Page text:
Your Excellency Professor Tijjani Muhammad-Bande,
President of the General Assembly. Your Royal Highness, Your Excellencies, Heads of State and Government. Your Excellencies, the Ministers, distinguished guests, ladies and gentlemen. I am delighted to welcome all of you to the Singapore Mission this evening. The Forum of Small States (FOSS) was established almost 30 years ago, for small states to make common cause together. From an initial group of just 16 states, our membership has grown to 107 members. We are well over half of the UN membership, representing all the major geographical regions, and including both developing and developed countries. The club has grown over the years, because the fundamental realities and vulnerabilities of small states have not changed. Our economies are smaller and more exposed to fluctuations in the global economy. More importantly, our margin of error is much narrower than for big states, which can absorb multiple hits. If there is a war, we lack strategic depth to defend ourselves. If we suffer an extreme weather event, it can take years to rebuild and recover. In fact, for many of us who are island states, in Southeast Asia, in the Indian Ocean, the Caribbean and the South Pacific, climate change and rising sea levels are an existential threat to our existence. The recent hurricane Dorian which hit the Bahamas is a grim reminder of our vulnerability as small states. If we look at history, very few small states have been as long-lived as Venice, which is now part of a country, or Switzerland, which is still an independent state and who is a member of FOSS. Both Switzerland and Venice lasted nearly a millennium. This is because small states have no intrinsic relevance to the workings of the international system. Unlike larger and more powerful countries, we do not set the agenda or decide the mega trends. If Singapore disappears tomorrow, the world will continue probably just fine. In fact, if we do not manage our external relations carefully, our freedom to determine our own destinies can be severely circumscribed, even if nominally, we remain sovereign or independent. This does not mean that small states are helpless or have no agency. On the contrary, being small does have its upsides, which we must make the most of. We can respond more nimbly and adapt more easily to changing circumstances. Our sense of insecurity and even paranoia are also constructive, as they motivate us to deal more decisively with challenges and threats. With our options more constrained, our collective minds are more readily focussed, and we are less hampered by regional interests and differences, or multiple levels of government, that bigger countries have to grapple with. But to amplify our influence in the world, small states have to work together to advance our shared interests. That is why small states are united in our strong support for and commitment to the UN, an important institution where we do our best to contribute to the comity of nations. I am happy to note that FOSS members are making significant contributions to the UN. Many small states have served in the Security Council and hope to do so in the years ahead. This year, FOSS Members are chairing five of the six Main Committees of the General Assembly. Small states can and must make a contribution to the work of the UN, because it is in our interest to have a strong UN and a sound and stable multilateral system. Singapore has been privileged to serve as Chair of the Forum of Small States. We are glad that this informal FOSS grouping has also been formed in Geneva. We look forward to working with all of you, fellow small states, to speak with a louder voice, to continue to advocate for a rules-based system, and to find enduring solutions for the challenges that affect all of us. By working together, we can make a difference, not only for ourselves and our people, but also to the international community.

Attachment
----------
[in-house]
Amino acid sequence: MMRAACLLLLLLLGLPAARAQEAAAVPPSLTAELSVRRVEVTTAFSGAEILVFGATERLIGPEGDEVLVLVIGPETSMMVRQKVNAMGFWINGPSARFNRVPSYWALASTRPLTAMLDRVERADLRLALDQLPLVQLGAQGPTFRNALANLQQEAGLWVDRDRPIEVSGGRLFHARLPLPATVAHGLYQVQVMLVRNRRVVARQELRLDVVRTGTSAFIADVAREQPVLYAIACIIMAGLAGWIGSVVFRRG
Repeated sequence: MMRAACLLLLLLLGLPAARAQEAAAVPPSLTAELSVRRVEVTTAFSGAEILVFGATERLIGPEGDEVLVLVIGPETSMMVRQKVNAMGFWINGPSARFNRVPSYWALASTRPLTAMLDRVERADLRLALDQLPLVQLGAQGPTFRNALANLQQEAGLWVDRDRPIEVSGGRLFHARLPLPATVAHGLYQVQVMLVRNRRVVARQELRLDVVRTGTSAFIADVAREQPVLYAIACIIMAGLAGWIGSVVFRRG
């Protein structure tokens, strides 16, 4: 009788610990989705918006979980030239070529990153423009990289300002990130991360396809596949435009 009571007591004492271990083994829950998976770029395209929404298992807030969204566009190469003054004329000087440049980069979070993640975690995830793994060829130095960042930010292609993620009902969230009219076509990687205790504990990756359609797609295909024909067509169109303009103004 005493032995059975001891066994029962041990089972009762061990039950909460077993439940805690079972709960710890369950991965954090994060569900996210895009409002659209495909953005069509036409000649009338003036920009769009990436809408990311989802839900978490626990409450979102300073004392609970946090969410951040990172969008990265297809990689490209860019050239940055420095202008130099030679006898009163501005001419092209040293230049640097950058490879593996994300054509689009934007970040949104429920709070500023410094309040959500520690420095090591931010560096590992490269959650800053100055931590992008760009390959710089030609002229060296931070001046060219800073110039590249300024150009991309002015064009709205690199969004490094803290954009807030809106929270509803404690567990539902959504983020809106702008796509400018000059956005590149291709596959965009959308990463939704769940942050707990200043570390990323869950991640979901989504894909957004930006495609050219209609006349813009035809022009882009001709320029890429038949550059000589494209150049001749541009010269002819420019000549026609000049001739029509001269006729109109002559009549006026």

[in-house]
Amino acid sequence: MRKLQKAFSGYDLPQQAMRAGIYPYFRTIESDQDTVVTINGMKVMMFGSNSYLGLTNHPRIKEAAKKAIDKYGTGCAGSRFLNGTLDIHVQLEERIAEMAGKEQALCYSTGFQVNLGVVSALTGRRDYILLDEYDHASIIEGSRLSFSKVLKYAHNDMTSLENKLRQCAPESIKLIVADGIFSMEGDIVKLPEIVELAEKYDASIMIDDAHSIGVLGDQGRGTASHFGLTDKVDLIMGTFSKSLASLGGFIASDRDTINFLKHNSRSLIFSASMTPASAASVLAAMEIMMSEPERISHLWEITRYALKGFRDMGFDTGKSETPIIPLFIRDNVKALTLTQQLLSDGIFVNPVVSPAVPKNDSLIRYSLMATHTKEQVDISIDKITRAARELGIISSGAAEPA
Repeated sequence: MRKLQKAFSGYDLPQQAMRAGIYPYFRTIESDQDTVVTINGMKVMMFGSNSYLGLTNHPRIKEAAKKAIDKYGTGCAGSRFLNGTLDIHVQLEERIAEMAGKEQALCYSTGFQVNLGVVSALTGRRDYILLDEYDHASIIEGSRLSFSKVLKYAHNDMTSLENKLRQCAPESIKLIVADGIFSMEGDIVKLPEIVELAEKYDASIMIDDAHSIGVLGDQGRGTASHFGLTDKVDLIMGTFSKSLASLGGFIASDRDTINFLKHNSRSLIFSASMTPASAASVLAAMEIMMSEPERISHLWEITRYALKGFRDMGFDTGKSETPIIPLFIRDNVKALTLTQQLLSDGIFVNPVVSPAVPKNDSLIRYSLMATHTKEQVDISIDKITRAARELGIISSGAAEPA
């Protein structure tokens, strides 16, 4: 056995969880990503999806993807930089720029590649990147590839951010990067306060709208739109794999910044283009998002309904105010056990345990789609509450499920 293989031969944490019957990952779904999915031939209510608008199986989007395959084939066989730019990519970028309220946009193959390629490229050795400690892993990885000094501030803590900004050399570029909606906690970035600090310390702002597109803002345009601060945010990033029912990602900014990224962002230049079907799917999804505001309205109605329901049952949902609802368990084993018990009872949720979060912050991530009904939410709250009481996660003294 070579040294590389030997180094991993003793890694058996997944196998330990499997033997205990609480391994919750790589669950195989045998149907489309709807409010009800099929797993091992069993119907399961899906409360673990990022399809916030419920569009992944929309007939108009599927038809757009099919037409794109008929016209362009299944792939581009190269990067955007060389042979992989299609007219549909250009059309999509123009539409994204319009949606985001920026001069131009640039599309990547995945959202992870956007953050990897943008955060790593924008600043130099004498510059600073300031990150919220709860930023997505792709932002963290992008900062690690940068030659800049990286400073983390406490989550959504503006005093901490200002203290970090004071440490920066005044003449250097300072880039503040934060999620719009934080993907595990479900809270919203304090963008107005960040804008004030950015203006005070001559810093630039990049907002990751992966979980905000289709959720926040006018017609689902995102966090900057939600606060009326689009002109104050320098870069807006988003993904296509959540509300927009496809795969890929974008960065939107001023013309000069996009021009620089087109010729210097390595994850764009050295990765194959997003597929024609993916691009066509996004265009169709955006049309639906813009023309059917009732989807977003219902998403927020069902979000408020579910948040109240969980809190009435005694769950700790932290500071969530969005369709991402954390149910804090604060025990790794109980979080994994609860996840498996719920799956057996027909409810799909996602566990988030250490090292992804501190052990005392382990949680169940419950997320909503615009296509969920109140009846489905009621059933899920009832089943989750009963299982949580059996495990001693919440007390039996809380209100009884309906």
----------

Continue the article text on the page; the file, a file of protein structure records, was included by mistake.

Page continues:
Thank you very much.